The Tomatometer rating – based on the published opinions of hundreds of film and television critics – is a trusted measurement of movie and TV programming quality for millions of moviegoers. It represents the percentage of professional critic reviews that are positive for a given film or television show.
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The Tomatometer is 60% or higher.
The Tomatometer is 59% or lower.
Movies and TV shows are Certified Fresh with a steady Tomatometer of 75% or higher after a set amount of reviews (80 for wide-release movies, 40 for limited-release movies, 20 for TV shows), including 5 reviews from Top Critics.
Percentage of users who rate a movie or TV show positively.
Because we don't see the evolution of their relationship, but only fragments of different stages of it, it is hard to see what kept drawing Verdon back to Fosse, or how much better their work was together than separately.
Scenes play out as if viewers are seeing them from inside the director's head, experiencing the swings between his hyperego and his crashing insecurity... These moments are ingenious, and they bring a vibrant theatricality to the series.
This is not a love note to Broadway, or anything of the sort. It's a ravishing, compelling depiction of creativity, work, betrayal and personal failure and glory. It's about how performance ravishes the people who make it glorious.
Rockwell is fully invested in a role that challenges him well beyond the semi-caricature he played in Vice. Self-assured and brusque when calling the shots, he's otherwise an emotional adolescent, or sometimes an infant.
So far what strikes me about "Fosse/Verdon" is its unapologetic focus on two showbiz troupers, weaned on burlesque and exploitation as old-before-their-time teenagers, feeding off one another in rehearsal.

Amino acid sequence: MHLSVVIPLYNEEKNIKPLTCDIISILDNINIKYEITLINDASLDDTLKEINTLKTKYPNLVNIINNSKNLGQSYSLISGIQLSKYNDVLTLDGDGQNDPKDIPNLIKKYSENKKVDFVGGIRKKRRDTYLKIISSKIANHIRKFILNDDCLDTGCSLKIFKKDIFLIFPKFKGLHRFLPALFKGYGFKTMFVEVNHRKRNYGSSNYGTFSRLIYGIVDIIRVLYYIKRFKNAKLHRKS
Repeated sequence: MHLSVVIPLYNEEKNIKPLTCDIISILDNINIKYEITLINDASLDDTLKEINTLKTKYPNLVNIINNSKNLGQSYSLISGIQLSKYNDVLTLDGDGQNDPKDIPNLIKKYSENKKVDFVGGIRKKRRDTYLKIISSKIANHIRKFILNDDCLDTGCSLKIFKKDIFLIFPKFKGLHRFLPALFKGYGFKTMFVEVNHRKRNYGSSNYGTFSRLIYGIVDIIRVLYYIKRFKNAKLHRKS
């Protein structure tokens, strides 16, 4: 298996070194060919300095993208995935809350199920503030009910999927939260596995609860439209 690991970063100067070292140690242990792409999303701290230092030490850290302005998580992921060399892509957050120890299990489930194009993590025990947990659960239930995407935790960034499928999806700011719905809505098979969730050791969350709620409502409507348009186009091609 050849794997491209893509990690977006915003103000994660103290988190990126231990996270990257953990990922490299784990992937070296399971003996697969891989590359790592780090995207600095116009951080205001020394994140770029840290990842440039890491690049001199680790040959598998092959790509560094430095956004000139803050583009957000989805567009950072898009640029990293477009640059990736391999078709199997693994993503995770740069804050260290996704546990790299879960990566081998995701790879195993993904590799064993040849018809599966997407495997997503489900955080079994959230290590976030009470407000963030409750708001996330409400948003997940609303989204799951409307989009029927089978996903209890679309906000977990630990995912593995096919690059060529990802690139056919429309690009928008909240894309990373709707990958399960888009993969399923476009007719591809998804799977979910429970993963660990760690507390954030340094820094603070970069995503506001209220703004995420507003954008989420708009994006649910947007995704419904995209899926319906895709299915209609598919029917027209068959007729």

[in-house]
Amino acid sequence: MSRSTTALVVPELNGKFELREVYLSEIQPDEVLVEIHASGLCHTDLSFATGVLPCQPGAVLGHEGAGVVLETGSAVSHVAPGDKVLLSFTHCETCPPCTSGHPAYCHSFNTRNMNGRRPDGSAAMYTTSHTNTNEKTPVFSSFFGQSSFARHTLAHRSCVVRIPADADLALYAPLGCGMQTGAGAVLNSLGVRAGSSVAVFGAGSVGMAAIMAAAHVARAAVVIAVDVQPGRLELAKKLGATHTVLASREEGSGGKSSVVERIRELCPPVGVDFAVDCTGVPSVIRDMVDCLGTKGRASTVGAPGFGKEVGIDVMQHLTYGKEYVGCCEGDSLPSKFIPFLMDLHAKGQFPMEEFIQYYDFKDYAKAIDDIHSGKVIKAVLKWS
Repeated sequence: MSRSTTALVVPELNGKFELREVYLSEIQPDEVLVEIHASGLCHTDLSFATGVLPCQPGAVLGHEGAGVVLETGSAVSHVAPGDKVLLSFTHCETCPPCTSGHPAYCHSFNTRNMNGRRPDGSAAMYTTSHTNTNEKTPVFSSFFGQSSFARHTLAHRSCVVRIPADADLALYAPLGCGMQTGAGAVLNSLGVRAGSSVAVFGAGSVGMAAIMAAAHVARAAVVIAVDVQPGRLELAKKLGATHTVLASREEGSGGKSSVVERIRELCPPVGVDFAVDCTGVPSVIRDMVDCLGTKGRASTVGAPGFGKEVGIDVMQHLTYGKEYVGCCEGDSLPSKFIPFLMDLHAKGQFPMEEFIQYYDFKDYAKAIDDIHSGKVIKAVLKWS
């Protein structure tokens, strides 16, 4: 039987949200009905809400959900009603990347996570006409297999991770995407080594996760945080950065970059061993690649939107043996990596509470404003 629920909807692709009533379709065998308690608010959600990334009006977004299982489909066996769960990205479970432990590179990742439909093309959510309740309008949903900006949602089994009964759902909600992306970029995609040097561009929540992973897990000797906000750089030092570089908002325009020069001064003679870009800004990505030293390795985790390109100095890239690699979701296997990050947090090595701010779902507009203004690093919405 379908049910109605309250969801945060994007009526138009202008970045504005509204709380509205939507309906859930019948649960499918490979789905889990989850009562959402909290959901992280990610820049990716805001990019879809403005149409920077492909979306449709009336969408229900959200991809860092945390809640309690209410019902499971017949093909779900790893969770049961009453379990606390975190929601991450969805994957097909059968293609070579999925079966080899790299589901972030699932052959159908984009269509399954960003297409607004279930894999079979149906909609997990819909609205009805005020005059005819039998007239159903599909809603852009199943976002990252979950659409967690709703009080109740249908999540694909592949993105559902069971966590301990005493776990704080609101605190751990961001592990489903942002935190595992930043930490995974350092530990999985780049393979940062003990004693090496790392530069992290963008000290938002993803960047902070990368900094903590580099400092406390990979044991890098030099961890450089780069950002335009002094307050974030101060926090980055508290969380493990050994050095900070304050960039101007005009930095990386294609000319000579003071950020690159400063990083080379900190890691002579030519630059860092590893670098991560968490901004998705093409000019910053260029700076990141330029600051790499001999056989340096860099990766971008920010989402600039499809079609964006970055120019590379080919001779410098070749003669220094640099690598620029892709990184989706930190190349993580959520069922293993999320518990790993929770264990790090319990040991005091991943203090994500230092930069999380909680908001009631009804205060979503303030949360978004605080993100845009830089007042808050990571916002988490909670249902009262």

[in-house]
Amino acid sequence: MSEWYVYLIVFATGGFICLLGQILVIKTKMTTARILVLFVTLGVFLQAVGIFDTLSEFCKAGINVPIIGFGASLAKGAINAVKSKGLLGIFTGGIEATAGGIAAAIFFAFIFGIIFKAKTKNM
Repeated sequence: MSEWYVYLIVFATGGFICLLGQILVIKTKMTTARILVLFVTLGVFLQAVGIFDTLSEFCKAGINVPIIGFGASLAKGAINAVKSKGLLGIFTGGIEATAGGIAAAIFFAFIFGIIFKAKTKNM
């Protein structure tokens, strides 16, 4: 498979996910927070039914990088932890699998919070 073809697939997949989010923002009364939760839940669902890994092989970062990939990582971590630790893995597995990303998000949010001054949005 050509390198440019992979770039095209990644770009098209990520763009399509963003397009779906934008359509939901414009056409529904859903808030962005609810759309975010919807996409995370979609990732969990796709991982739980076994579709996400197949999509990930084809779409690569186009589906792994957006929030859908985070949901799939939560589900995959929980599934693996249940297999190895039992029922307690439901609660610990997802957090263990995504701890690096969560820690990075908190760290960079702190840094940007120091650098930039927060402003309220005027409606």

Within a few hours, the show becomes exactly the kind of familiar, difficult-man tale we've seen so often before, albeit one elevated by spectacular performances from the two leads, and by certain bold stylistic choices.
There's nothing Michelle Williams can do, no lines written for her to say, that can dim the luster of her performance in this series, which owes everything to her and to Sam Rockwell, and to the exhilarating, if all too brief, musical numbers.
Witty, smart, handsomely shot and stuffed with juicy cameos, Fosse/Verdon is ambrosia to show folk, from the lucky bastards who saw Chicago or Pippin in their first incarnations, to the kids weaned on Glee, Wicked and Pitch Perfect.
This is a show about the making of entertainment, and the producers do a brilliant job highlighting the individual struggles the process entails, as well as how the people who devote their lives to it are affected.
The love story of Bob Fosse and Gwen Verdon should open up as something bigger than just another well-cast prestige TV antihero saga. So far, it hasn't... Fosse/Verdon left me with a mixture of elation and disappointment.